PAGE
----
Signs of 1963 are everywhere in Birmingham, Ala., these days. The city is commemorating the 50th anniversary of the landmark civil rights events of that year: the children who marched until police turned fire hoses and dogs on them; Martin Luther King Jr.'s "Letter from a Birmingham Jail"; and the September bombing of the 16th Street Baptist Church.
Planted by white supremacists, the bomb killed four young girls preparing to worship. It was an act of terrorism that shocked the country and propelled Congress to pass the historic 1964 Civil Rights Act.
When Sgt. Brandon McCoy returned from Iraq, he showed signs of post-traumatic stress disorder. His wife, Alicia, remembers him being on edge in public.
"I'm watching him, and his trigger finger never stopped moving, constantly," says Alicia.
Four years later, after he returned from a tour in Afghanistan in 2011, she says, she'd wake up with his hands wrapped around her throat. She told him: Get help or get a divorce. So he scheduled an appointment and — along with Alicia — trekked to the Fort Campbell hospital located on the Tennessee-Kentucky border.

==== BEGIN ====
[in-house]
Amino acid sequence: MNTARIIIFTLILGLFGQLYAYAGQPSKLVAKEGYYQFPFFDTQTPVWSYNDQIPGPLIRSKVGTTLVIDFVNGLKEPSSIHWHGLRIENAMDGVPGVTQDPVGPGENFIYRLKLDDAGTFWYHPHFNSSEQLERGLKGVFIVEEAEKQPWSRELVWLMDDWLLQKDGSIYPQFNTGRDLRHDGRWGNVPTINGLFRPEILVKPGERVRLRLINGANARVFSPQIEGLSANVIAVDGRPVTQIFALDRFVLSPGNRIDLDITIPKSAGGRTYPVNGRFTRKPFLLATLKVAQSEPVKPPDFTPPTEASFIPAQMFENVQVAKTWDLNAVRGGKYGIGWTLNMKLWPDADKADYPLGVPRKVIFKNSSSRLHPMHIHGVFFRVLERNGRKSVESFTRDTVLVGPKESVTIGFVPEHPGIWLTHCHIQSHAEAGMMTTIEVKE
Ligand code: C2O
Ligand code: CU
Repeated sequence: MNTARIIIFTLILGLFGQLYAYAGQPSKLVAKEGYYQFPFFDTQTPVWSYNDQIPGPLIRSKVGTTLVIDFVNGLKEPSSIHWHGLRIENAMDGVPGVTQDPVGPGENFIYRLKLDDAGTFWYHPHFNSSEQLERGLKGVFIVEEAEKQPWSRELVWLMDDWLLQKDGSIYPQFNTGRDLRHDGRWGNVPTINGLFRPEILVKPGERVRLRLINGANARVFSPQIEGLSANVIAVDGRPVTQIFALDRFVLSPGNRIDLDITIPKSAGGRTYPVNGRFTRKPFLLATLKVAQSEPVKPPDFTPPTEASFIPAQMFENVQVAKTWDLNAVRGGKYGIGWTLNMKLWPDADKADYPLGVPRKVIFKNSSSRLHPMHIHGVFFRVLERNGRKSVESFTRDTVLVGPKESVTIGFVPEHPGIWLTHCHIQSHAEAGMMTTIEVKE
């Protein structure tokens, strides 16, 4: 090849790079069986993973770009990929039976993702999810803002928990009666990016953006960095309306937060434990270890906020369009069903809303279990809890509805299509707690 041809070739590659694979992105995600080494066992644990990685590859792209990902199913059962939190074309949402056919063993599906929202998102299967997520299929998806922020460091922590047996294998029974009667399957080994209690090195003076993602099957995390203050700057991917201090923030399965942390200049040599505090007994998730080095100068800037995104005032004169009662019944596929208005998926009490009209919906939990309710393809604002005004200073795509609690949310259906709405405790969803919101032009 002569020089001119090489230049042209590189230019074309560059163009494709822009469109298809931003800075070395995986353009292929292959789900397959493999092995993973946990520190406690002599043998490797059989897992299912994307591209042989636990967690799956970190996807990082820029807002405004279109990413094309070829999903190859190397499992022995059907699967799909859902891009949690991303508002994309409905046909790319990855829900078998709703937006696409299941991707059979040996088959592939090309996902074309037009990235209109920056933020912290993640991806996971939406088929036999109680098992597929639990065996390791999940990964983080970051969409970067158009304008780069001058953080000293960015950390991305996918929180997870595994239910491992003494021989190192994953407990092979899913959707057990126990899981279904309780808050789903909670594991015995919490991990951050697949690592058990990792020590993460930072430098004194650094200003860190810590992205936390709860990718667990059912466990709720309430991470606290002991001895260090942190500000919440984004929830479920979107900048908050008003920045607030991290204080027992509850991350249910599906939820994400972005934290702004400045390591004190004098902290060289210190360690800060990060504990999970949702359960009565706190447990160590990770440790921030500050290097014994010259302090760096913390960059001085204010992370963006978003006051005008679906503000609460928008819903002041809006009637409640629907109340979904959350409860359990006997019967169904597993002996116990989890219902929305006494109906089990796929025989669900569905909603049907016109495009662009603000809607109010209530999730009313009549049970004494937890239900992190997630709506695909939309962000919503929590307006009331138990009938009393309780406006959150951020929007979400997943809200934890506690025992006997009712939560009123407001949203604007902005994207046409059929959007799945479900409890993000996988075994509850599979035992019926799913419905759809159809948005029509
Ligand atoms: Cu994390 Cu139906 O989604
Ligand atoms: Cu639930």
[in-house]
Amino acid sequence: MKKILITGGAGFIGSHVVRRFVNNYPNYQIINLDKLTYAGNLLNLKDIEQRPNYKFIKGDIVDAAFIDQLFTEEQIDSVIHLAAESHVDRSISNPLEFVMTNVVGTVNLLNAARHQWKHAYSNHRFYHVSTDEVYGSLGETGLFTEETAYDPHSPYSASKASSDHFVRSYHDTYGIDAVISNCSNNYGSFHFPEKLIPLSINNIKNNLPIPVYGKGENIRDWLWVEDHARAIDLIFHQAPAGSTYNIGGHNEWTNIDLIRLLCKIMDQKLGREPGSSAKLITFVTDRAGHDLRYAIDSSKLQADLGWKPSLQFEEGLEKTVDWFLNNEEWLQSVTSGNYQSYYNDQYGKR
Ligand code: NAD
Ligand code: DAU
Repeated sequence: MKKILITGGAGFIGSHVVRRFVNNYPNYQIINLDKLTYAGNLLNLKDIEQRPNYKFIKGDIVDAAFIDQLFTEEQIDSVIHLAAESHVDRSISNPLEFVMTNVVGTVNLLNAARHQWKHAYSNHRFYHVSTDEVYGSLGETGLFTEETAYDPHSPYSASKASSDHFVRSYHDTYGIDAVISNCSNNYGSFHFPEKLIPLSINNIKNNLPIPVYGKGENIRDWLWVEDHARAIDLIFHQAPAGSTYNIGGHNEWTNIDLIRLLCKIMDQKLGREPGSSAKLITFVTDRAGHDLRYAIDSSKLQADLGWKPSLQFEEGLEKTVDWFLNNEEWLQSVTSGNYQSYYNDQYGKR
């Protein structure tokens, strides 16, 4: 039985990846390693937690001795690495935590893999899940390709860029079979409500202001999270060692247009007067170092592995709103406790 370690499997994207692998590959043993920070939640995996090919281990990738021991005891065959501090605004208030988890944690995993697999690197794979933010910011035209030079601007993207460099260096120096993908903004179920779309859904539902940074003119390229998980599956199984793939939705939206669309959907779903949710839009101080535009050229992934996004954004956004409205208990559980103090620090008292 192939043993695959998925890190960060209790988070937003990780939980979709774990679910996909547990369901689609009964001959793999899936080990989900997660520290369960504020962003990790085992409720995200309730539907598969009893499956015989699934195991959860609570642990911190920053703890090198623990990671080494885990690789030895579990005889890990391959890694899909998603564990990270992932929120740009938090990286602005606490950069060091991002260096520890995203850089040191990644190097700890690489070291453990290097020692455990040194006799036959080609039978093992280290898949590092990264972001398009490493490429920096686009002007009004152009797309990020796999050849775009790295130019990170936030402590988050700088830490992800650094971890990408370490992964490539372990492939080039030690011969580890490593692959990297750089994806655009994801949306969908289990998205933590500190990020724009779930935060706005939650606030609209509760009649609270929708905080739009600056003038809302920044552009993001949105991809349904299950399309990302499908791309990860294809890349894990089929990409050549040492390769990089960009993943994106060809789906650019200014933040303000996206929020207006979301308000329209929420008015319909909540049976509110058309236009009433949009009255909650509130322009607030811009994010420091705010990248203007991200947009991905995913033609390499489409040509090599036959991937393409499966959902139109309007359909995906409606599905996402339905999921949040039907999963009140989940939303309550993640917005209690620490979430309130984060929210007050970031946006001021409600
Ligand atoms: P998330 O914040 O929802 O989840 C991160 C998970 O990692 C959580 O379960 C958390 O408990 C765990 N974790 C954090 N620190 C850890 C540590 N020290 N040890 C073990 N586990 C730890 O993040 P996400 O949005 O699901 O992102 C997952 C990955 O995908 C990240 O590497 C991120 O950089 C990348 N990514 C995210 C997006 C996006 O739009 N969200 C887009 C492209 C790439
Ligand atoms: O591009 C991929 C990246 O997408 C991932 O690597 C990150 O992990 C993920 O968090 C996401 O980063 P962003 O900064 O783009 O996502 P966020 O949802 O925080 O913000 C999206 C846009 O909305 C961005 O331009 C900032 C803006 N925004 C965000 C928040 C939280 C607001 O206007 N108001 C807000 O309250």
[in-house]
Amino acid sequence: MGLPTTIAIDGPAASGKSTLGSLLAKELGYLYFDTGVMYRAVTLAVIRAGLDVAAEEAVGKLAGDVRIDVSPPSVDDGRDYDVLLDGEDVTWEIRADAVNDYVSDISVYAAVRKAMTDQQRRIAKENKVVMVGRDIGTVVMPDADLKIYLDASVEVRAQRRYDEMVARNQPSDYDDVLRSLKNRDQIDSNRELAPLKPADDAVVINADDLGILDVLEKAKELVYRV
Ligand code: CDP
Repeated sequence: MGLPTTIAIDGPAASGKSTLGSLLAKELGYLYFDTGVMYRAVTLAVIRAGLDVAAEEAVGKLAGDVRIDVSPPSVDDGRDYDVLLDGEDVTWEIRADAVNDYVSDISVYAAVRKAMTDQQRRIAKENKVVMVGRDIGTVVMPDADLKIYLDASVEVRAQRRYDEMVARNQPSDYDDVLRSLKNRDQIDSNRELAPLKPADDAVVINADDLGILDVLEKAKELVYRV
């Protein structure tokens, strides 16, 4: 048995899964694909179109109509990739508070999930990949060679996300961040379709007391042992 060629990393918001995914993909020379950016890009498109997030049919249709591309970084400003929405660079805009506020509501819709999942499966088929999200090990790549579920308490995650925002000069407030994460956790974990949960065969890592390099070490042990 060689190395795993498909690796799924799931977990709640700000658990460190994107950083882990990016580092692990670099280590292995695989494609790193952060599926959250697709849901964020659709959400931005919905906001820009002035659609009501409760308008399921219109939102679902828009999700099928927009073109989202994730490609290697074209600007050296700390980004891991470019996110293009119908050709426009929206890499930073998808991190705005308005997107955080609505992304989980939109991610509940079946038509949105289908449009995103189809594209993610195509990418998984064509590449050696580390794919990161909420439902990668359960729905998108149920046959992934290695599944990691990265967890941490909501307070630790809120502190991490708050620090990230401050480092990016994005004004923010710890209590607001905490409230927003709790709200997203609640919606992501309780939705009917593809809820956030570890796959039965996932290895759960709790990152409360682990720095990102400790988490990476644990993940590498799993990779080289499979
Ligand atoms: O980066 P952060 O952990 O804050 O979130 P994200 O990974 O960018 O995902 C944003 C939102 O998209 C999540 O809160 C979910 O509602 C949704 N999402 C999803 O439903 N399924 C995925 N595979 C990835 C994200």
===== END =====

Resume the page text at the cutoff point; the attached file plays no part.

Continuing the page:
The Paris-based Quatuor Ebene — the "Ebony Quartet" — has risen fast in the musical world with two separate artistic identities. In recent years, audiences have gotten to know the "other" Ebenes — the sophisticated cover band that plays everything from "Miserlou" (the Pulp Fiction theme) to jazz to "Someday My Prince Will Come" (yes, the one from Disney's Snow White).